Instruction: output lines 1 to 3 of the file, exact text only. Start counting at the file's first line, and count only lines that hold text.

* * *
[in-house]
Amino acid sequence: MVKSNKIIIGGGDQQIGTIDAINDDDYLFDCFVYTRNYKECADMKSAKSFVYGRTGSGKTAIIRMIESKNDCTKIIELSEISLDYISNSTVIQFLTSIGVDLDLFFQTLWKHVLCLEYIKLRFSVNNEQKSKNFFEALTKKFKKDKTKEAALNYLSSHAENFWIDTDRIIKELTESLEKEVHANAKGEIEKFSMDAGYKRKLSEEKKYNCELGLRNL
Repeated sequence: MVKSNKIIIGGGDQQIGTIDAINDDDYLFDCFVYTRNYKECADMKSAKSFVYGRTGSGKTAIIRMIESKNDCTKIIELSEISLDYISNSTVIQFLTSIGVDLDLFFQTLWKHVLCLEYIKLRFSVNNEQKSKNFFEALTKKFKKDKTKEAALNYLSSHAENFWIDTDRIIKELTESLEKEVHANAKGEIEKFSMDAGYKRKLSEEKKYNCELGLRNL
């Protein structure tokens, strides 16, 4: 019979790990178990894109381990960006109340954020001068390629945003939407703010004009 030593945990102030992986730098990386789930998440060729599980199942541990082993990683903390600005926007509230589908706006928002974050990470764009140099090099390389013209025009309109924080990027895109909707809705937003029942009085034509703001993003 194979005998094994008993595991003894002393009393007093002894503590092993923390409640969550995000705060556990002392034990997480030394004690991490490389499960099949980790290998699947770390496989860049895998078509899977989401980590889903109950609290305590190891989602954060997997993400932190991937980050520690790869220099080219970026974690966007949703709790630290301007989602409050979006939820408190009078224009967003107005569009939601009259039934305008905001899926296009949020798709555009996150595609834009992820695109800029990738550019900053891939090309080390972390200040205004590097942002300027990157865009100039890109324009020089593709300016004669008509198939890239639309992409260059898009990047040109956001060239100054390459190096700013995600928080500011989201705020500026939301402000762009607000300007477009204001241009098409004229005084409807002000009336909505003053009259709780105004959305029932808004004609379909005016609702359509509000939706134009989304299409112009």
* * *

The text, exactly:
[in-house]
Amino acid sequence: MVKSNKIIIGGGDQQIGTIDAINDDDYLFDCFVYTRNYKECADMKSAKSFVYGRTGSGKTAIIRMIESKNDCTKIIELSEISLDYISNSTVIQFLTSIGVDLDLFFQTLWKHVLCLEYIKLRFSVNNEQKSKNFFEALTKKFKKDKTKEAALNYLSSHAENFWIDTDRIIKELTESLEKEVHANAKGEIEKFSMDAGYKRKLSEEKKYNCELGLRNL
Repeated sequence: MVKSNKIIIGGGDQQIGTIDAINDDDYLFDCFVYTRNYKECADMKSAKSFVYGRTGSGKTAIIRMIESKNDCTKIIELSEISLDYISNSTVIQFLTSIGVDLDLFFQTLWKHVLCLEYIKLRFSVNNEQKSKNFFEALTKKFKKDKTKEAALNYLSSHAENFWIDTDRIIKELTESLEKEVHANAKGEIEKFSMDAGYKRKLSEEKKYNCELGLRNL